Happy birth to Addison Lila Carey. Congratulations to Kristen and Tyler, parents of a second daughter as of this morning.

Addili, if you're reading this years from now (probably on a computer so large and so expensive that you'll have to borrow it from one of the five richest kings in Europe), I apologize that you'll have to share billing with certain lesser events. I've been busy.

Last Thursday, during a UWA Staff Leaders' Conference, I visited PNC Park in Pittsburgh, the ninth major league ballpark I've been inside. Since Olympic Stadium is obsolete, the Dodgers got rained out when I was there (what are the odds?), and the strike prevented me from seeing a game in Toronto, I still have 24 stadiums to go. National League baseball is a sad excuse for a professional sport (the Pirates and Marlins combined for 7 errors and 11 walks), but the park is as gorgeous as advertised.

The previous weekend, Eric and Shayna were married in a near-perfect ceremony on a perfect day in Saratoga. I was honored to hold the new Schroecchione bling, speak briefly at the reception, and grace the new couple with a surprise tap dance. I only made one enemy in the process.

My kickball team, Rick is 21, which I don't think I've mentioned in this space, is still 1-0-1 after a field-scheduling conflict postponed last Thursday's game. I never would have guessed we'd be undefeated going into week four.

My Babe Ruth team, CPort Credit Union, is still 1-1 after a "wet-field" postponement on Sunday. Our entering week four with only one loss is equally miraculous.

That is all.


Problem Is...

Upon our arrival in Dublin, Jill and I ask two friendly trash collectors to point us toward Rob's apartment, near Gonzaga College and down the street from McSorley's pub. "Problem is," the less leprechaunly one says in an accent that melts Jill's heart right through the stench of morning trash, "your friend lives in Ranelagh, and you're in Donnybrook". Thinking we're in the wrong part of town entirely, and not thrilled about the prospect of calling Rob from a glass case of emotion at 6:30 am, we look at each other in despair.

"The good news is," says the same bloke, taking a step to his left, "if you walk down this street about two hundred yards (conveniently converted to American football measurements!) and take a right, and go another twenty-to-forty yards, you'll see your friend's place."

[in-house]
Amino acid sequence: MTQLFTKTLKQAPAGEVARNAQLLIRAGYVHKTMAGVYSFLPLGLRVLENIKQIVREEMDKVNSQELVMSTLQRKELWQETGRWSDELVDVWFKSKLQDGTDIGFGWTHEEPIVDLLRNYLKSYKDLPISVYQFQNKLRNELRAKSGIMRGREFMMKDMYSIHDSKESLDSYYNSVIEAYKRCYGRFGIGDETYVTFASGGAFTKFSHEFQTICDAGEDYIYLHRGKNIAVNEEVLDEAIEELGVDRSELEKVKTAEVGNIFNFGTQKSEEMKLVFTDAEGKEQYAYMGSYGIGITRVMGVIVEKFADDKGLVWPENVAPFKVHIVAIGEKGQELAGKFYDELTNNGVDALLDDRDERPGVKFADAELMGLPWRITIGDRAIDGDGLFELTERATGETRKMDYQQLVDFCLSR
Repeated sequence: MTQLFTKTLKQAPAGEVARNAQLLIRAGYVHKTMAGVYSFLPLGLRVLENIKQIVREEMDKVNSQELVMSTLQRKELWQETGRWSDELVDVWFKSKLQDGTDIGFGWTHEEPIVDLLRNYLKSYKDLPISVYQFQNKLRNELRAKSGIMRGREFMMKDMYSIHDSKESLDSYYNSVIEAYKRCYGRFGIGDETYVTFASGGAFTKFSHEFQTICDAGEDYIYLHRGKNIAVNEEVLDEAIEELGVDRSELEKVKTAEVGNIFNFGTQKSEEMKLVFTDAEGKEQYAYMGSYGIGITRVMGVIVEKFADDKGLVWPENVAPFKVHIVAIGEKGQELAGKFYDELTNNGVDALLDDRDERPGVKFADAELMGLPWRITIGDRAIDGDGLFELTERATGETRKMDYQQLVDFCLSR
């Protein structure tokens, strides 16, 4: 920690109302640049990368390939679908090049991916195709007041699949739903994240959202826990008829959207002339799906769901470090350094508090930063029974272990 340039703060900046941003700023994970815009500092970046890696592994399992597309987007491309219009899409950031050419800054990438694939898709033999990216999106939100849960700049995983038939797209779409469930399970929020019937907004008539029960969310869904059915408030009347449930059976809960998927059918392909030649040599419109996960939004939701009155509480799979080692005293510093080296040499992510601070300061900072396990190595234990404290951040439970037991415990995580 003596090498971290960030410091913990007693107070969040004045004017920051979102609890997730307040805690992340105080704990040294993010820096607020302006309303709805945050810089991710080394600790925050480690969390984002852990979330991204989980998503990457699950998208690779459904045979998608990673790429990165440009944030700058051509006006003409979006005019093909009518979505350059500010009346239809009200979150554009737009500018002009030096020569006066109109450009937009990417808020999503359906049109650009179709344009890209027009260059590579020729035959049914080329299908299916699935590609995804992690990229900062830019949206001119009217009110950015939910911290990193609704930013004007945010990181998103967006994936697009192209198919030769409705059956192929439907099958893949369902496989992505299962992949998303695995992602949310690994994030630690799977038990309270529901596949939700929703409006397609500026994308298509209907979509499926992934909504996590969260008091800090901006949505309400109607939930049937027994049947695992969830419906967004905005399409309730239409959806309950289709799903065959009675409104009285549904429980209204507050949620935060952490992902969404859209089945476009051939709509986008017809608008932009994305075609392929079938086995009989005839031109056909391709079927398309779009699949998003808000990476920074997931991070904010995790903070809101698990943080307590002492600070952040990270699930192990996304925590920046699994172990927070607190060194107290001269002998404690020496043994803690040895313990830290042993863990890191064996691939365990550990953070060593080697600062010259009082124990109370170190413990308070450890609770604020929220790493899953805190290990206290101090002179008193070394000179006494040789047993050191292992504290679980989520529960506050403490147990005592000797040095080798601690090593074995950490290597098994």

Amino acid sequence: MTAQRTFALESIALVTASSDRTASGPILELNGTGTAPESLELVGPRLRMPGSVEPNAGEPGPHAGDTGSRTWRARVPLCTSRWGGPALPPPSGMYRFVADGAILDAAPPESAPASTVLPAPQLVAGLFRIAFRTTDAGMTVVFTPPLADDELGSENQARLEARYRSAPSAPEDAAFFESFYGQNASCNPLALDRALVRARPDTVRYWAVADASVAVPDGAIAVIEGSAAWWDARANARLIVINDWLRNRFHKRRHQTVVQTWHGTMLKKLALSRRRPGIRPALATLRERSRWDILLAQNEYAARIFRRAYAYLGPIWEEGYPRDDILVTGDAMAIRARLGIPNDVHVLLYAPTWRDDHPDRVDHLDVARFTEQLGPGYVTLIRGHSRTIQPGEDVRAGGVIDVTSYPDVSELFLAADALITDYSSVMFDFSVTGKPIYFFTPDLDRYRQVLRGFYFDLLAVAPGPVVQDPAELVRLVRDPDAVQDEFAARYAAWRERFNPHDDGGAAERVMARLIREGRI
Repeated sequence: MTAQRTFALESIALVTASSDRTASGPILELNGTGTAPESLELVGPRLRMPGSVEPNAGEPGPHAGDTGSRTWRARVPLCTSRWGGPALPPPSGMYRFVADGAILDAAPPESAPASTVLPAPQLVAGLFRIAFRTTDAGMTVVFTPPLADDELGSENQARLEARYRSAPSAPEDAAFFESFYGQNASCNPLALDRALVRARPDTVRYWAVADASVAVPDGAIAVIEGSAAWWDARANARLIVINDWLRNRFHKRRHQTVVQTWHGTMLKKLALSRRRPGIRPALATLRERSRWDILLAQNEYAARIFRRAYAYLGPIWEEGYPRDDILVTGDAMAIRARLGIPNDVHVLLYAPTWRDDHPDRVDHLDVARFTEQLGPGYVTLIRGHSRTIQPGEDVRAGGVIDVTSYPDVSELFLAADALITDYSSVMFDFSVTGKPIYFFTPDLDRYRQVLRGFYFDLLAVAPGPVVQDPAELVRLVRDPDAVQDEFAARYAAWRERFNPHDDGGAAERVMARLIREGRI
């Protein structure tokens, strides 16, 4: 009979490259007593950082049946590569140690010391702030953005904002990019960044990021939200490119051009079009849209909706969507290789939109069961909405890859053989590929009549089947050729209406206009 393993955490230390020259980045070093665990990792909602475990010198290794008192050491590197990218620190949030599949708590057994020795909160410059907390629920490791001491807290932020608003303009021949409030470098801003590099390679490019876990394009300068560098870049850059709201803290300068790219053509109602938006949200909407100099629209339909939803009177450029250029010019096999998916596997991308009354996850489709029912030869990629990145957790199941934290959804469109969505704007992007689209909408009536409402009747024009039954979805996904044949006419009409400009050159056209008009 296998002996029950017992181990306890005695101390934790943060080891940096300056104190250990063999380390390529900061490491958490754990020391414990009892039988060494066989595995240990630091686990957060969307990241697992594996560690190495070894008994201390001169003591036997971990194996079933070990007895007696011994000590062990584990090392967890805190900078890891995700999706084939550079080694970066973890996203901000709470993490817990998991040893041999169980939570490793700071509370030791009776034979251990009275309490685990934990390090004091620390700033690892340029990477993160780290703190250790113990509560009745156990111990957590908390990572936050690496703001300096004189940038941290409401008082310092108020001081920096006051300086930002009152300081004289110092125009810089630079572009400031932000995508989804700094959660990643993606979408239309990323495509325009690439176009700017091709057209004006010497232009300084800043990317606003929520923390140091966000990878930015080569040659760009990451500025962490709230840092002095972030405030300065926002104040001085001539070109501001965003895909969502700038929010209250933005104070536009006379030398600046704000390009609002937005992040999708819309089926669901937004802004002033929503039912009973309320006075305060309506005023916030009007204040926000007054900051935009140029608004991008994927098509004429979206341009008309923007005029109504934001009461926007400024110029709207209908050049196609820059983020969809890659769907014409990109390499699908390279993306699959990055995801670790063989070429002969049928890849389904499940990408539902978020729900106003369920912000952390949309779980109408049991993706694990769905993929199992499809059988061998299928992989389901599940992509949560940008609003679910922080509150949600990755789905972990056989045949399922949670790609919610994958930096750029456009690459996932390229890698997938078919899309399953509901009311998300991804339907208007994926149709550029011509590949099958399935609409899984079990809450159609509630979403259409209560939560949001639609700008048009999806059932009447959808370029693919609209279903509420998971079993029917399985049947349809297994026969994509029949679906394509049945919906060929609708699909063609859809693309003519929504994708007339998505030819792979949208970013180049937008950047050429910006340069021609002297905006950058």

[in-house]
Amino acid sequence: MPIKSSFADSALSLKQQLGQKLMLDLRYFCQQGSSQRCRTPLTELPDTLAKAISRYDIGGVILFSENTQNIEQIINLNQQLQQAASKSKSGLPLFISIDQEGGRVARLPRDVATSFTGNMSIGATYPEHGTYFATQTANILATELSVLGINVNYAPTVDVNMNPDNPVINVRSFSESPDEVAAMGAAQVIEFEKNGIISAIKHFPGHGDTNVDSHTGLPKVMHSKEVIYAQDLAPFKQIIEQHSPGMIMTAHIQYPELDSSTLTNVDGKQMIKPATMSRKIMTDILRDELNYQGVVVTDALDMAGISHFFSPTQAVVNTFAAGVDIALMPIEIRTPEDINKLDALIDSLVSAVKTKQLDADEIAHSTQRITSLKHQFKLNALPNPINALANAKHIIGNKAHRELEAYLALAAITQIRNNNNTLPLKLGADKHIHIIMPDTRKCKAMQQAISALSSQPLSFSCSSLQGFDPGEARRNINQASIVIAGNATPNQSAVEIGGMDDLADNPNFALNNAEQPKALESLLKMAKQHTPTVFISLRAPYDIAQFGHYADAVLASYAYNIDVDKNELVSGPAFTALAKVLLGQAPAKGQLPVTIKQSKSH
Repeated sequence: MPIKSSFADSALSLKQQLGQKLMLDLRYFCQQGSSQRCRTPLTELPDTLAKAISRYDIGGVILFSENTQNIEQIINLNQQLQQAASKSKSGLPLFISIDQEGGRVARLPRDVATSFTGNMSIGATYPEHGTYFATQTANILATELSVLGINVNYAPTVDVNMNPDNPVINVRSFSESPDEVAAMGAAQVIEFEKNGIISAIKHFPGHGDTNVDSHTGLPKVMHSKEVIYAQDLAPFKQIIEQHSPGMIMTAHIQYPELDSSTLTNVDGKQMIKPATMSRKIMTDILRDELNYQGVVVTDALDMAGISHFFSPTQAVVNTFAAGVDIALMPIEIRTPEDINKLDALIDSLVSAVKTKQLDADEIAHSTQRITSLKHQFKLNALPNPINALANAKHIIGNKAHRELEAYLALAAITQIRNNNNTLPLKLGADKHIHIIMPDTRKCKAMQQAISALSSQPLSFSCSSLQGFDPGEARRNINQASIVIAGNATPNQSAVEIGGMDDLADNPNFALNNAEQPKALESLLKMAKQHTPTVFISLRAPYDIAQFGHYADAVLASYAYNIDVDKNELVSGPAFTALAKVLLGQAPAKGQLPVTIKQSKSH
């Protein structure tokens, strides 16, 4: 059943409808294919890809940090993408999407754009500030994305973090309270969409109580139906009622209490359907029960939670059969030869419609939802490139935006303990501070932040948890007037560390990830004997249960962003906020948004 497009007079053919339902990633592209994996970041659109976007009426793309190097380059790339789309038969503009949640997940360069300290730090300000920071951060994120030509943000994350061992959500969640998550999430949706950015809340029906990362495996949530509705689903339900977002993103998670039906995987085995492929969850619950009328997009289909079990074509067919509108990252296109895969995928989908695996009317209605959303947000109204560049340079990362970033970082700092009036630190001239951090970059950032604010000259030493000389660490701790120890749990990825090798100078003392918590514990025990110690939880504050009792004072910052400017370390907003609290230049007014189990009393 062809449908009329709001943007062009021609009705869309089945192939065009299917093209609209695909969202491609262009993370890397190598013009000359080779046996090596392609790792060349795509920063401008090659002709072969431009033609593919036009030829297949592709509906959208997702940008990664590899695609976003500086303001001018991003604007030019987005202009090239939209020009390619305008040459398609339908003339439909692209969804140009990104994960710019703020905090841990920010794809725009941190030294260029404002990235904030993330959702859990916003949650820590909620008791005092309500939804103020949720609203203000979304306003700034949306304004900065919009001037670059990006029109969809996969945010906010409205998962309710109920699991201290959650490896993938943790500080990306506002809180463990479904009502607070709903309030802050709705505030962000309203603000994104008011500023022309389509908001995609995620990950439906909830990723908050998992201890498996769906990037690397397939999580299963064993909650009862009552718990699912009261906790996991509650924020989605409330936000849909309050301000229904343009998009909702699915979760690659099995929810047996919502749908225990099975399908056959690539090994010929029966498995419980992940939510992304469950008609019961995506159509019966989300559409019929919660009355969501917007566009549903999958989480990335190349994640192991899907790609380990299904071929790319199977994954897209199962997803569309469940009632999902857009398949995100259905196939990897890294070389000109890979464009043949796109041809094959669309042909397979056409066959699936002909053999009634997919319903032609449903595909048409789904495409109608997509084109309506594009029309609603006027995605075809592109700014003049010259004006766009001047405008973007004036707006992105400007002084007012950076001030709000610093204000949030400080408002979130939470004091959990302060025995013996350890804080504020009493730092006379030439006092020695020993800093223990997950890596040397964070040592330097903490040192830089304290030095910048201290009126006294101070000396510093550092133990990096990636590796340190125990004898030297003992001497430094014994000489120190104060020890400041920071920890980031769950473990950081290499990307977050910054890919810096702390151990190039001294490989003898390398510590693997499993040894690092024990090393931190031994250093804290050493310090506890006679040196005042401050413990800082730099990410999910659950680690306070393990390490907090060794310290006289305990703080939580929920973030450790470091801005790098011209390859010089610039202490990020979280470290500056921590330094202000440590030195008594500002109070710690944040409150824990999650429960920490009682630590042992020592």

He's wrong on more than one count, but what better welcome to the Emerald Isle than an early-morning brogue chauffering us from terror to relief and back to confusion in a matter of seconds?

If I had the time and the energy, I'd take you through every moment of our five-day trip, but with all the planning that lies ahead for this weekend's Schroecchione union, it may be best to cut to the web gems.

A quick debrief: In Ireland, Coke and Pepsi are called "Guinness" and "Murphy's". Tom Cruise and Meg Ryan are called "James Joyce" and "Oscar Wilde". The dollar is called "sixty-four cents".

We visited the Guinness Brewery (maybe the highlight of the whole trip) on Sunday, the Murphy's Brewery (now Heineken Ireland, and not open for tours) on Monday, and the Jameson distillery (maybe Jill's highlight) on Tuesday. I hiked the cliffs of Howth with Rob and Jill on Saturday and Dublin's south shore with Rob and Rodrigo on Tuesday. We took a bus to Cork on Monday for my introduction to the green part of the country, a disappointing visit to Murphy's, and an entertaining couple of pints with Claire.

Tuesday night's literary pub crawl brought our total "pubs visited" count to 17. We did not count pints consumed, tips inadvertently left for said pints, Y*****s losses celebrated in the wee hours, or Irishwomen ogled, shattering my concept of Irish girls as homely, pale-skinned redheads. I suppose it would be most appropriate (by which I mean, incredibly lame) to end this post with a hearty